There's a very nice note in the comments section for my post below this one from a gentleman who was kind enough to read my memoir:
I read 'The Beautiful Struggle' a few weeks ago (& enjoyed it very much, & found it very affecting: sincere big thanks). In many ways, our childhoods and adolescences couldn't be more different: I'm a white guy from a comfortably affluent family who grew up a few years after you (crack still a power but very much on the downswing) in a medium sized, uglily-segregated city in the midwest.
I was given all sorts of privileges withheld from you, and grew up in a much less hostile world. I'm a little uncomfortable making comparisons: I'd be an awful jackass to diminish your experiences in any way. With that said: while in objective terms, our middle school years were very different, I really recognized atmosphere you portrayed, and that recognition had a lot to do w/ how effective it was for me, despite different settings. I'm not sure exactly what point I want to make: certainly not that privileged white boys can be self involved, though there is a little of that ... something vague and ill-thought-out about universality and uniqueness in how adolescence is experienced, I guess.
I want to stress that I really appreciate this note. While I wrote thinking mostly about a young black kid who might find himself in the sort of situation I found myself as an adolescent, I also wanted the book to be open and hoped that people who were nothing like me might find something in there. With that said, I want to offer something that may do well to tie up the past week of discussion.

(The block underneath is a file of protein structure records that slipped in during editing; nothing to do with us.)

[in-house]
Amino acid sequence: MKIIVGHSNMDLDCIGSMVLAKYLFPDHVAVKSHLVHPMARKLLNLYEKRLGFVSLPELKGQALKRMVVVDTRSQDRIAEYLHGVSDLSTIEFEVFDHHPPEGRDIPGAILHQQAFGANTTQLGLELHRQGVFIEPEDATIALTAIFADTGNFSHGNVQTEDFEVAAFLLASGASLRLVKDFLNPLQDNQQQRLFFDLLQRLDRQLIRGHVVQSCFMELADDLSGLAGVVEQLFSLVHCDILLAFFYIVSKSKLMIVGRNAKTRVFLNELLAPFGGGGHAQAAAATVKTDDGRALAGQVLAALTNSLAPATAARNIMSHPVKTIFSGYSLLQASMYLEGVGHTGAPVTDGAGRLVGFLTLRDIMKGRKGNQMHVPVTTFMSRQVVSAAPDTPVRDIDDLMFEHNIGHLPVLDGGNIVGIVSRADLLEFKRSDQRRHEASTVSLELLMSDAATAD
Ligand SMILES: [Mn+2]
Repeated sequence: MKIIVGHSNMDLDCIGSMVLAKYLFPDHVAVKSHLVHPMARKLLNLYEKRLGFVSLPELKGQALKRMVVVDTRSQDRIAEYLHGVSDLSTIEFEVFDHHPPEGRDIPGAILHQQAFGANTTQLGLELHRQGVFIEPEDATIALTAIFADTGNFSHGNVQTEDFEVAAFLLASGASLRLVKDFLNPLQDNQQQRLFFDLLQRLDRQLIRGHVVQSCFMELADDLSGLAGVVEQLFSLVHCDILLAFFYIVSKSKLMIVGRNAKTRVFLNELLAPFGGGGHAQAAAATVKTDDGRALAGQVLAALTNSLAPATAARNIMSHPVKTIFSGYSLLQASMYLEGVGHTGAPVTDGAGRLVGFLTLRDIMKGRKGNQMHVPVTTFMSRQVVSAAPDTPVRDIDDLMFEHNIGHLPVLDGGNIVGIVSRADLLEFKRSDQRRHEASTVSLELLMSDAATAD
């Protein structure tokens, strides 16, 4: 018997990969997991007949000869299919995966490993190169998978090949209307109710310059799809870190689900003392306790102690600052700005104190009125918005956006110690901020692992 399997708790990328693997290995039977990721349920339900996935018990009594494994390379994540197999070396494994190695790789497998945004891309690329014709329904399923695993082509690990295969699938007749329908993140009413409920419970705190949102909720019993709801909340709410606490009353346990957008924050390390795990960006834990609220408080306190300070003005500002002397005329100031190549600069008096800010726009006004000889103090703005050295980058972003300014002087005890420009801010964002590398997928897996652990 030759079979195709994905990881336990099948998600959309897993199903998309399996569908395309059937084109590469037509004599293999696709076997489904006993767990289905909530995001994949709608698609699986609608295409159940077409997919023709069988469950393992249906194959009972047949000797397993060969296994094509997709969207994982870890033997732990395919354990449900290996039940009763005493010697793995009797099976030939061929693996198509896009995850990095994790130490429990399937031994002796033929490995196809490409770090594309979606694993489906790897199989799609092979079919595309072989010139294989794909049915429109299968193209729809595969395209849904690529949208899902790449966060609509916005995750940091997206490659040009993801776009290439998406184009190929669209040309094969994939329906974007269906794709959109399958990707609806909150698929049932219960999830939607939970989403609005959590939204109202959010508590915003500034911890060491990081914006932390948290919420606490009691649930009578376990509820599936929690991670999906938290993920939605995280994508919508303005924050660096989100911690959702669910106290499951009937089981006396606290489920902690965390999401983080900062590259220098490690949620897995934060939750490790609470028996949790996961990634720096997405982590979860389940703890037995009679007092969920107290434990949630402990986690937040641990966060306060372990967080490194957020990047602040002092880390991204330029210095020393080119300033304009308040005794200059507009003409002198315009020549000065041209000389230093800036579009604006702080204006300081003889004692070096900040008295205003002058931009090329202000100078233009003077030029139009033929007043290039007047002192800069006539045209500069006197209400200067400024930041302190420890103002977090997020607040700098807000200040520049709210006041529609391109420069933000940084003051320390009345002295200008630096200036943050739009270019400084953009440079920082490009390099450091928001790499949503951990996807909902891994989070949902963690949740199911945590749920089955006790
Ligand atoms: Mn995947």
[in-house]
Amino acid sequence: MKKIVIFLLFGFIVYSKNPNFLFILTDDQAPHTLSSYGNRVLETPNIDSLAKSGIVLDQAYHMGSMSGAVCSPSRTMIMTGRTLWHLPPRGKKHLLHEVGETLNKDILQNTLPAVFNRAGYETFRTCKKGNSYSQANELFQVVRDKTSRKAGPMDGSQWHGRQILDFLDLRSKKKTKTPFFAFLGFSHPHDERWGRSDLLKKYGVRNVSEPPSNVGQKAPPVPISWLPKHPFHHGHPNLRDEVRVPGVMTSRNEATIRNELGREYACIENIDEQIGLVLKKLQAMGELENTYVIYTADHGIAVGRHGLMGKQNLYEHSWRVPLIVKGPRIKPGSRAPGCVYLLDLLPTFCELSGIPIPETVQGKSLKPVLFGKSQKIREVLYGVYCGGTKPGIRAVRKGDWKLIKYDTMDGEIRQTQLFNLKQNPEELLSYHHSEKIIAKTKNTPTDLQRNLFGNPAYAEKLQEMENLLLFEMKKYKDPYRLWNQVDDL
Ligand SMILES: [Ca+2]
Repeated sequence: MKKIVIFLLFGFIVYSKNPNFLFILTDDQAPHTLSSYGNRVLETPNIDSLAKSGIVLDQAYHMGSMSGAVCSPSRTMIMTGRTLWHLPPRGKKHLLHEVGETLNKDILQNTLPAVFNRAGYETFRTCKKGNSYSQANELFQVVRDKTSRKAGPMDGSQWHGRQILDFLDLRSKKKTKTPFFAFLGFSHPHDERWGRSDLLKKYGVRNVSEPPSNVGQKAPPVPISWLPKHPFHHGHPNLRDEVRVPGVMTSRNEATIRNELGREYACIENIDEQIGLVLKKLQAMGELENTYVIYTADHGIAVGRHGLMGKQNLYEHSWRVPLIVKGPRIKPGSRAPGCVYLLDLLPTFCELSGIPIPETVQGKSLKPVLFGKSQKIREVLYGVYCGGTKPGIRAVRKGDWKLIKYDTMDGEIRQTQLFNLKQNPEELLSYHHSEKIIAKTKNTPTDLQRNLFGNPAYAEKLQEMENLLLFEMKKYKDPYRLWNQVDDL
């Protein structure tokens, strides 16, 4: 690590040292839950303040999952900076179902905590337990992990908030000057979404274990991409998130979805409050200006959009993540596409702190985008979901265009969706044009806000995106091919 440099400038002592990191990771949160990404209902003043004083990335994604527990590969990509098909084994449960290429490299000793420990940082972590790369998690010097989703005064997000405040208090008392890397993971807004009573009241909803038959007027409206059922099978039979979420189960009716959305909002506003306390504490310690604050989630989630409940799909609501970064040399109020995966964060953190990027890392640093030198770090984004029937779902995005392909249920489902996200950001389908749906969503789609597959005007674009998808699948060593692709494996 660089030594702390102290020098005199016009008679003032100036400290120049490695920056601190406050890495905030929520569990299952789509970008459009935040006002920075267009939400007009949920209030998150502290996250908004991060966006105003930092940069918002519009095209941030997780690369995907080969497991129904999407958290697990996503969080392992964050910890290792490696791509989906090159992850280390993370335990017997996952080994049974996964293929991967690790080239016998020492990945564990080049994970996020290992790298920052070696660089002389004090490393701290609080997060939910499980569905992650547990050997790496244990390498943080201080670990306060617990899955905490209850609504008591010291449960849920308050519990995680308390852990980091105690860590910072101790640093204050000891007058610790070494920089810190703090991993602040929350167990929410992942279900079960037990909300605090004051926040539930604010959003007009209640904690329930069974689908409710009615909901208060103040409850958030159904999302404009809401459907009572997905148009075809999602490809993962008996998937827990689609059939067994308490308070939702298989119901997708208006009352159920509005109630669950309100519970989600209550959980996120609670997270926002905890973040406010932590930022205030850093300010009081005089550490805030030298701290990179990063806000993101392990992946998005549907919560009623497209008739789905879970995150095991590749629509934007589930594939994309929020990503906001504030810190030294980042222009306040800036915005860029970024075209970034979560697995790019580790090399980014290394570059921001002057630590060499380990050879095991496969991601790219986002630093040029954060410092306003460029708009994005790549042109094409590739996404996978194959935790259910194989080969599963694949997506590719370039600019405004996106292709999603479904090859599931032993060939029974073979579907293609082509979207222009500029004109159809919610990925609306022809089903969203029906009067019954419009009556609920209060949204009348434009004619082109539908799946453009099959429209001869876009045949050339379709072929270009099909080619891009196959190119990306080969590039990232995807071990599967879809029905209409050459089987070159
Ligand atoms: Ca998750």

I don't want to speak for any other black person, or any other black writer, but it needs to be understood that my identity isn't founded on the losing end of "white privilege." I understand the use of that term for social scientists and perhaps literature critics. But I generally find it most powerful and most illuminating when linked to an actual specific privilege--not fearing sexual violence, not weighing one's death against the labor of birthing, living in a neighborhood bracketed off by housing covenants, not having to compete for certain jobs etc. In its most general invocation, I'm often repulsed because I think these sorts of questions often break down in the face of actual individuals.
The world of the individual--and often the black individual--is the space where I write. It is true that I can tell you how racism--indirectly and directly--affected my life. But you should also know that I truly believe that I had the best pair of parents in the world, that I had six brothers and sisters (sometimes more) who took care of me. That my mother taught me to read when I was four, that my father put me to work when I was six. That my brother Malik taught me D&D when I was seven, that my brother Big Bill fed me hip-hop from the time I was eight till this very day. That my house was filled with books which I was given the privilege to dive in and out of. That my father published and printed books which gave a sense of Do For Self.
That at Lemmel Middle School, I had teachers who went to war on my behalf. That I was a drummer for Sankofa Dance Company, and learned, not simply how to play, but how to shave a goat-skin and construct a drum-head. That I used to rhyme with Big Bill up on Wabash, and for all my awful flow, no one kicked me out. That the same boys who tortured me in seventh grade, repeatedly saved my ass in eighth grade. That throughout my young life someone more street-wise than me often took me under their wing and looked out.